• Atmospheric CO2 /Parts per Million /Annual Averages /Data Source: noaa.gov

  • 1980338.91ppm

  • 1981340.11ppm

  • 1982340.86ppm

  • 1983342.53ppm

  • 1984344.07ppm

  • 1985345.54ppm

  • 1986346.97ppm

  • 1987348.68ppm

  • 1988351.16ppm

  • 1989352.78ppm

  • 1990354.05ppm

  • 1991355.39ppm

  • 1992356.1ppm

  • 1993356.83ppm

  • 1994358.33ppm

  • 1995360.18ppm

  • 1996361.93ppm

  • 1997363.04ppm

  • 1998365.7ppm

  • 1999367.8ppm

  • 2000368.97ppm

  • 2001370.57ppm

  • 2002372.59ppm

  • 2003375.14ppm

  • 2004376.96ppm

  • 2005378.97ppm

  • 2006381.13ppm

  • 2007382.9ppm

  • 2008385.01ppm

  • 2009386.5ppm

  • 2010388.76ppm

  • 2011390.63ppm

  • 2012392.65ppm

  • 2013395.39ppm

  • 2014397.34ppm

  • 2015399.65ppm

  • 2016403.09ppm

  • 2017405.22ppm

  • 2018407.62ppm

  • 2019410.07ppm

  • 2020412.44ppm

  • 2021414.72ppm

  • 2022418.56ppm

News & Views

Exclusive: Naked Energy’s CEO on the renewable energy investment space

Christophe Williams told NZI investors must act rapidly to recover the ground the UK has lost in the global green transition

Content Tags: Interview  Energy  Renewables  UK 

Only yesterday, MPs were told by energy heavyweights that the UK risks being left behind in the race for green investment as the US and EU are looking to "leapfrog" Britain.

The remarks follow Energy UK's latest report, published last month, in which it warned that investment opportunities in clean energy could be squandered if the UK government does not take measures to combat rapidly rising costs for low carbon projects.

Time for Net Zero Investor to catch up with the CEO of a rapidly growing UK-based solar thermal manufacturer to get his views on what the government needs to be doing to keep pace with the US and EU when it comes to renewable investment.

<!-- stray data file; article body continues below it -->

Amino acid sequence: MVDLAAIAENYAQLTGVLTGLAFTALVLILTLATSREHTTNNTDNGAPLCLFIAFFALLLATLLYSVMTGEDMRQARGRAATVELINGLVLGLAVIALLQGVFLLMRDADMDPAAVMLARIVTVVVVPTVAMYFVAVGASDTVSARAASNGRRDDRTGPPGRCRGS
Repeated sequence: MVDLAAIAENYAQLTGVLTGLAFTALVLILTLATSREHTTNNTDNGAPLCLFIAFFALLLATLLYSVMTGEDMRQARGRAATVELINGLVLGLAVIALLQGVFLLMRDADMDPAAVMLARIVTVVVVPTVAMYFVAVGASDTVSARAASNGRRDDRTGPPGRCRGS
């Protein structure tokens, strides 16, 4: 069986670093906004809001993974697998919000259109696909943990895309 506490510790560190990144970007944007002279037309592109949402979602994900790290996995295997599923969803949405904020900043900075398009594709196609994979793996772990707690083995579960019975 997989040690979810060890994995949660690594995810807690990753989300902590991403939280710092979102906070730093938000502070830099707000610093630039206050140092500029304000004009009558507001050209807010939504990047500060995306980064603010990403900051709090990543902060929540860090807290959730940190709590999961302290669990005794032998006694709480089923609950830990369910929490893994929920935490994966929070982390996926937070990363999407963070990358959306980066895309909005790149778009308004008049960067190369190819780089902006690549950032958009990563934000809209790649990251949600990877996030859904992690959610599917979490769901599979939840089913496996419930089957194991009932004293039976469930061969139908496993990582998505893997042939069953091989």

Christophe Williams, the CEO and co-founder of Naked Energy, has been in green energy space for more than a decade, since “before it was cool”, and claims now to have the world’s highest energy density solar technology with distribution deals around the globe. 

Williams told this publication the government "must act rapidly to recover the ground we’ve lost in the green transition, especially when it comes to renewable energy."

In fact, he urges the government commit to 11GW of solar thermal by 2030, as heating and cooling make up 51% of the energy we consume on the planet.

He also calls for a renewable energy scheme that lasts longer than five years, because "if we’re serious about reaching net zero, we need to cut red tape so projects get the green light in weeks, rather than years."

Finally, Williams said VCs need to be doing more to help accelerate renewable innovation, because "without these long-term investments we’ll never reach carbon neutral."

You said you want to see the government commit to 11GW of solar thermal by 2030? Tell us how this would make a difference.

A national target of 11 GW of solar thermal installed by 2030 would put the UK on par with today’s EU average. The issue of decarbonising heat has recently gained more prominence in the conversation about climate change, but for a long time it’s been the elephant in the room. 


Policy makers and investors alike still require a lot of education to understand the urgency of heat decarbonisation.

Christophe Williams, CEO & co-founder of Naked Energy

They often think of transport or electricity as the biggest offenders, but really it’s heat. As a result, attention is frequently given to the slicker, consumer-facing solutions - but these are only one part of the puzzle. Every sector has an important role to play, but we won’t stop climate change with hybrid vehicles and emission tracking software alone. We need industrial-scale change, and that takes time and money.

You are also pushing for renewable energy schemes to last longer than five years, tell us why?

We’ve seen so many schemes implemented and then scrapped, and a scheme that incentivises businesses to invest in renewables for longer than five years is long overdue. Reliable government funding for renewable infrastructure would dramatically increase investor and business confidence, and help those struggling to pay rising energy prices. The wholesale cost of energy has only caused demand for renewables to increase.